I don't read much in action theory, but had a hunch that it was time to take a look at Strawson's "Freedom and Resentment." (File this under "classics that perhaps I should have already read"?)
There's much to appreciate in the paper. One the one hand, I find myself thinking, "Ok, so maybe I can live with compatibilism." But then Strawson offers some good criticisms of some types of compatiblist thinking. And then I find myself thinking, "Ah, maybe the point is not to settle on a camp, but just to see that I can walk away from the 'free will problem' without guilt." And although it's a nice line of writing, I find myself unsure what to think about Strawson's remark about "the obscure and panicky metaphysics of libertarianism."
However, I came to Strawson's paper for a particular purpose, in the midst of trying to think about the relationship between patience, tolerance, and forgiveness, and revisiting some ideas from Buddhist sources I've discussed earlier in the manuscript on patience as tolerance. This relates to the problem of determinism insofar as Shantideva's argument for cultivating tolerance depends upon what looks like a commitment to what we (Westerners, I suppose) would call determinism: every action is caused, and coming to understand the causes of a person's harmful deeds or words toward me can help (he suggests) foster a more tolerant, or patient, attitude toward this person.
This looks like a matter of adopting the "objective attitude" toward the person, in Strawson's terms. And one thing that Strawson is good on is the idea that taking the objective attitude is not a way of relating to another, if I can put it this way, as a person. So it might seem that there's something somehow inhumane (insulting, etc.) about the perspective Shantideva recommends.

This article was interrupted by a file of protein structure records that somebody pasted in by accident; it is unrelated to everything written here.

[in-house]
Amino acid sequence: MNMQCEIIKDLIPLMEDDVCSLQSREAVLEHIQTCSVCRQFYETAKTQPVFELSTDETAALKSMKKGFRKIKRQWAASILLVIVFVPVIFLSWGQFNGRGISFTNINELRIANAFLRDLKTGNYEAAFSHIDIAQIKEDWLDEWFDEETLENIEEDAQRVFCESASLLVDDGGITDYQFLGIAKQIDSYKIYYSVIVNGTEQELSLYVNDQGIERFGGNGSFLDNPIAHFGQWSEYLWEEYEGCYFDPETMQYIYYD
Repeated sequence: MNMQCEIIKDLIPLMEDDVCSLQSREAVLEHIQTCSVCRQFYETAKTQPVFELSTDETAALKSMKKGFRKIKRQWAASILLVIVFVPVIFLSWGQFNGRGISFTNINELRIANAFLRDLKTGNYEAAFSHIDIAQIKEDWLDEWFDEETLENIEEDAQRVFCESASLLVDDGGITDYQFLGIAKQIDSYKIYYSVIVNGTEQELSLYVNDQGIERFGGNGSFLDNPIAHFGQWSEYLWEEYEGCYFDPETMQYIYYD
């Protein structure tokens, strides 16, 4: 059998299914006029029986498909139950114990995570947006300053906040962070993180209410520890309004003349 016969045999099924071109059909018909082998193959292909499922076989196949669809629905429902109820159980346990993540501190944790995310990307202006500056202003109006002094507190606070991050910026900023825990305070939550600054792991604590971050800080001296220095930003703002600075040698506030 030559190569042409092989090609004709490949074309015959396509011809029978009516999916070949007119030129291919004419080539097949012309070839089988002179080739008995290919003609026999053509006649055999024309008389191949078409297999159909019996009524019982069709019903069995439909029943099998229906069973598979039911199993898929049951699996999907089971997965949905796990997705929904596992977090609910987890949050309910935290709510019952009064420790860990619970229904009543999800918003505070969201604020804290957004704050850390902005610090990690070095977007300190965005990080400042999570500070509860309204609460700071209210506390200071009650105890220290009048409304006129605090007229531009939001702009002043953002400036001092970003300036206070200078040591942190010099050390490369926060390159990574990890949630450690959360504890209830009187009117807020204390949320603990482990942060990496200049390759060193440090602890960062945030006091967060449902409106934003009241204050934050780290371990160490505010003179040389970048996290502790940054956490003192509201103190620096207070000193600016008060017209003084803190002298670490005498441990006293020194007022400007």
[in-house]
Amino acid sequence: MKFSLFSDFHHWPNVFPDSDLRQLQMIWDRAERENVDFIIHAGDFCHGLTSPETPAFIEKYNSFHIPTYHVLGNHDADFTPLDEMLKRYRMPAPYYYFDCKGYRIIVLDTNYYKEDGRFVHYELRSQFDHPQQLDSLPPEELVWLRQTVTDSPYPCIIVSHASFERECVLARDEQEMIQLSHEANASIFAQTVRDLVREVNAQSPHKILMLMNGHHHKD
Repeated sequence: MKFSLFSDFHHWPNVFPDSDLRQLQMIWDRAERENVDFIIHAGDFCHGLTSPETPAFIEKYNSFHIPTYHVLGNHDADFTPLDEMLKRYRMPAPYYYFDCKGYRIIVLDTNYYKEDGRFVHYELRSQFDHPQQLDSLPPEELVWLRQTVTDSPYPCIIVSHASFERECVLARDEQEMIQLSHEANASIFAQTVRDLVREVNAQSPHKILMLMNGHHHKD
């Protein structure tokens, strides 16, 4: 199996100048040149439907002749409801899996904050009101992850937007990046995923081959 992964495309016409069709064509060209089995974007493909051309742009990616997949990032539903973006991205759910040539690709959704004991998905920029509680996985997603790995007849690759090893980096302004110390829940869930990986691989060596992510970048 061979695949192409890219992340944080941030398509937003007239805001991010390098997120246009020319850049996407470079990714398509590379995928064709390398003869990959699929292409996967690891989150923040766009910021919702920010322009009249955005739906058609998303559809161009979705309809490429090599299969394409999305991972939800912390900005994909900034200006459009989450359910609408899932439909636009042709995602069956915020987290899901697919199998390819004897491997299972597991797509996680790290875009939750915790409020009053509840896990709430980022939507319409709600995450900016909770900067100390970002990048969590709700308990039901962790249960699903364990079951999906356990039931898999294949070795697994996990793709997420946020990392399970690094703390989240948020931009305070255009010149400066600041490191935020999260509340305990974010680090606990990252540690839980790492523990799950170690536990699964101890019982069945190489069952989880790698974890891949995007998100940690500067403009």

Strawson also characterizes forgiveness as a reactive attitude that operates from within a personal perspective. I take his implicit point to be that it makes little sense to forgive someone from the position of the "objective attitude" in which we simply view the other as an object of social policy, etc. Although tolerance and forgiveness are different, I'm inclined to think that there's a connection in our typical thinking about character--that a tolerant person tends to be, for that, a forgiving person. But in the case of Shantideva, if tolerance (patience) is fostered by adopting a more objective attitude, then there seems to be a conflict--at least, I'd need to return to a more personal attitude toward the person in order to forgive the person. Perhaps, as Strawson seems to suggest (and this is an idea Thomas Nagel develops in some of his pieces in Mortal Questions), we can't think of either perspective as the "correct" one? So we can remember that--if something like determinism is true--there's a whole slew of causes acting on a person, but we also have to remember that we can't avoid relating to people, in general, as persons, and not merely animate objects.
This might suggest that the problem with the quip, "To understand all is to forgive all," rests on the mistake of conflating two available perspectives: understanding of the sort that comes from the objective perspective can't justify forgiveness; whether forgiveness is right depends upon considerations from within the personal perspective. (Hence discussions about whether forgiveness is required when a sincere apology is made, and whether forgiveness without apology is either reasonable or even required in some cases, etc.)
What I'm trying to get a handle on is how far a recognition of the value and virtue of patience can take us in sorting out questions about when or how much to tolerate, and what the task of cultivating patience might tell us about when and what to forgive. Stay tuned.